The great thing about these skills is that you can practice and apply them almost everywhere: at work, in business, at home, and, of course, in non-profit organizations. 


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Political Skills of a Leader

It is difficult to imagine something even more controversial than politics and political skills of leaders. 

What is interesting is that if you ask two different people to define politics and political skills, you will get two different sets of definitions. 

I define politics as an art of presenting and defending interests of others (people or groups of people) while accomplishing leadership goals

Accordingly, the political skills is the ability to present and defend interests of others (people or groups of people) while accomplishing leadership goals.

While accomplishing leadership goals” is critical here. If you remove this part from the definition of political skills, you will get a definition of diplomatic skills.

Yes, diplomacy is essentially an art of presenting and defending interests of others. This is one of many definitions, of course!

What is the difference? Presenting and defending interests of others is the END GOAL of a diplomat. For leaders, this is just one of the means to achieve their LEADERSHIP GOALS based on their VISION. 

 There are three critical parts of political skills: 

  1. Excellent knowledge of the environment
  2. Excellent knowledge of the hierarchy of stakeholders related to leadership goals 
  3. Personal quality

The first two parts contribute towards understanding of terrain and allow to identify opportunities for presenting and defending interests of others while pursuing leadership goals. The third part allows leaders to take advantage of these opportunities. This part includes other leadership skills such as persuasion skills and negotiation skills as well as outstanding self-control (as I mentioned earlier in my articles, all leadership skills are interconnected).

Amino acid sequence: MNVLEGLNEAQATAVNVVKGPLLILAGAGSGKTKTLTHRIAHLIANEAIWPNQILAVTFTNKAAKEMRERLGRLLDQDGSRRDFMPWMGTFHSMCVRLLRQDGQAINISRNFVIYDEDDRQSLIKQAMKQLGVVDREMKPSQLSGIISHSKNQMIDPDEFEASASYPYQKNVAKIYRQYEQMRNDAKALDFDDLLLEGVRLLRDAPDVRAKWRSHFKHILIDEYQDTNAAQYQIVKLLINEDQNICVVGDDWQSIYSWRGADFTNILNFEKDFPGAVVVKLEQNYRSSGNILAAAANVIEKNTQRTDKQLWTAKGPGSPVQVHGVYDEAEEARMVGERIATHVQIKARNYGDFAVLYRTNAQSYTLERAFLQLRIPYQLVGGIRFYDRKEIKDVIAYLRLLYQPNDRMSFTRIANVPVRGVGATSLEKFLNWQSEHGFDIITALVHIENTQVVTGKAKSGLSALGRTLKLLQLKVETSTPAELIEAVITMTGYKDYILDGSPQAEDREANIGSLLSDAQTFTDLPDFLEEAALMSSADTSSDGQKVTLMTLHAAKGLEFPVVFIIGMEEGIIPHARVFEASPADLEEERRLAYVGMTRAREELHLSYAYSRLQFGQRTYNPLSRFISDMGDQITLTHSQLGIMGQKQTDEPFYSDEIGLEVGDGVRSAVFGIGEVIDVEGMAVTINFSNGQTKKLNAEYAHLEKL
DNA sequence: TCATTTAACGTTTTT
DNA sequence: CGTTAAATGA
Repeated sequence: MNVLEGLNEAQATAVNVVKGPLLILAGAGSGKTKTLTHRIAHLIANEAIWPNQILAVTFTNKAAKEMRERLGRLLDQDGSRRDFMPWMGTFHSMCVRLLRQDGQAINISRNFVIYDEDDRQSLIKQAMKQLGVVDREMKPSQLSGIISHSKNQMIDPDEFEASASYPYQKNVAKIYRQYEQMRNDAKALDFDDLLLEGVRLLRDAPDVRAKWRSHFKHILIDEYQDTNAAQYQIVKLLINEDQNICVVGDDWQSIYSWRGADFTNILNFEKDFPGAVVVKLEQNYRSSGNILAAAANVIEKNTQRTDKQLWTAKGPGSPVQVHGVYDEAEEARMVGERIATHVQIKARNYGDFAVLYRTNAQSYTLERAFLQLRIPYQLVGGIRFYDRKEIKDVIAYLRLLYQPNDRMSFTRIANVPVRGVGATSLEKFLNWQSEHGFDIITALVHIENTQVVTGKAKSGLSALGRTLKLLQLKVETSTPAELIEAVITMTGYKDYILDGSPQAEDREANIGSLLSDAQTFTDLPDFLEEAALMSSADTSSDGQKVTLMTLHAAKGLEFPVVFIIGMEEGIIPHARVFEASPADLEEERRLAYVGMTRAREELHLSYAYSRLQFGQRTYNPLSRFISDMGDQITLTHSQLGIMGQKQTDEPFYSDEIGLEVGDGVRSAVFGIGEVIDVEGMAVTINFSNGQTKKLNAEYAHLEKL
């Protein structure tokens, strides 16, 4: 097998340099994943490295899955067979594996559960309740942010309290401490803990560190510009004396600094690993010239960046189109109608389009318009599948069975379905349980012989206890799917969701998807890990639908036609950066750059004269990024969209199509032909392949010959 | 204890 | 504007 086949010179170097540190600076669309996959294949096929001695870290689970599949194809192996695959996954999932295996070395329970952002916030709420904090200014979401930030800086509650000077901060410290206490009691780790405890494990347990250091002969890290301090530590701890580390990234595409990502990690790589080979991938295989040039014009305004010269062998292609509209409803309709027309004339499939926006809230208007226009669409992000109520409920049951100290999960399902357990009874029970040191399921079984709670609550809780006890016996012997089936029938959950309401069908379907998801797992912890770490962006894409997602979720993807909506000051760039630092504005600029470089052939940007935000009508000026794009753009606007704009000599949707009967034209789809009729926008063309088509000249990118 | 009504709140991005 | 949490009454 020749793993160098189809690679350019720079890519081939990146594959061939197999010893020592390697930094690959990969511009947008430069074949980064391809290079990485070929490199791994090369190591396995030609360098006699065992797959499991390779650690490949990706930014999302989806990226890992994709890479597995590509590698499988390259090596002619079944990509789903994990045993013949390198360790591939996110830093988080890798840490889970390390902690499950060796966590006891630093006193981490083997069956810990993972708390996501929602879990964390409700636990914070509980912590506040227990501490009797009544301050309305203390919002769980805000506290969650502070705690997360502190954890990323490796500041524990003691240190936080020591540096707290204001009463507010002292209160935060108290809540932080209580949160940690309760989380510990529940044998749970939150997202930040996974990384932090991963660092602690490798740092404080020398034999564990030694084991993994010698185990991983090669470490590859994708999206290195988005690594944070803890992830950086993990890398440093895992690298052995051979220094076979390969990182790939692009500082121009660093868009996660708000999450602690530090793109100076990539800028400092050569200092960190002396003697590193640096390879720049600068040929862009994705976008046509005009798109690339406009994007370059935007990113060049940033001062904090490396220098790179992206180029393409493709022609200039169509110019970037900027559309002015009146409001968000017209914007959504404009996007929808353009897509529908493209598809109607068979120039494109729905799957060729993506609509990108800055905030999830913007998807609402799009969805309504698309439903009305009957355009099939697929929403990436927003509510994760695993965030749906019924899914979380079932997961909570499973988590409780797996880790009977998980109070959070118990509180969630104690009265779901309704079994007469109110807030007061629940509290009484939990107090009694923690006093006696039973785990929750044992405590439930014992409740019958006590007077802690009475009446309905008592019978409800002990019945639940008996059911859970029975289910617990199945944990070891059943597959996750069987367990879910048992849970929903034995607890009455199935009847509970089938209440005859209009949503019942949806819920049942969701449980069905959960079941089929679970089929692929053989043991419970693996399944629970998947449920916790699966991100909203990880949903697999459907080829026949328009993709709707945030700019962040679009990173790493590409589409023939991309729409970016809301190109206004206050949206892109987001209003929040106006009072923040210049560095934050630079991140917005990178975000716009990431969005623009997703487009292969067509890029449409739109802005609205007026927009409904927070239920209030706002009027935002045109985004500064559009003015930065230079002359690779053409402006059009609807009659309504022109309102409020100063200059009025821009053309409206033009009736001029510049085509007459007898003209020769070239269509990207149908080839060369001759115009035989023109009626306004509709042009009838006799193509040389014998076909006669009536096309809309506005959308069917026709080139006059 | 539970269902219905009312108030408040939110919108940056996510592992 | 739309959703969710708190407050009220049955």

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Delegation Skills for Success

 Delegation Leadership                                                                                                      As either formal or informal leader, you are only one person and can do the work for only one person.  A good leader leverages the effort of his team to accomplish goals.

Delegation is one of the most important leadership skills that contribute toward efficiency of a leader.

We can define delegation as the transfer of authority to other people for specific task or decision.

Proper delegation always involves excellent understanding of strong and weak sides of people you are leading, outstanding communication skills, ability to grant appropriate level of authority to the person, and ability to establish the feedback on the process.

Successful delegation will tremendously amplify your personal power. However, failed delegation can entirely kill your reputation and create turbulent environment around you.

I highly recommend practicing delegation skills outside of your work or business, until you reach at least intermediate level of competency.  

Many people mistakenly believe that only formal leaders can delegate.  Actually, both formal and informal leaders can leverage delegation skills. Nevertheless, the best delegation always involves the combination of both.

Delegation always involves two critical elements: RESPONSIBILITY and AUTHORITY.

To be ready for delegation, you need to understand the tasks, activities and duties that you can delegate.

It is also important to identify tasks and decisions that should not be delegated.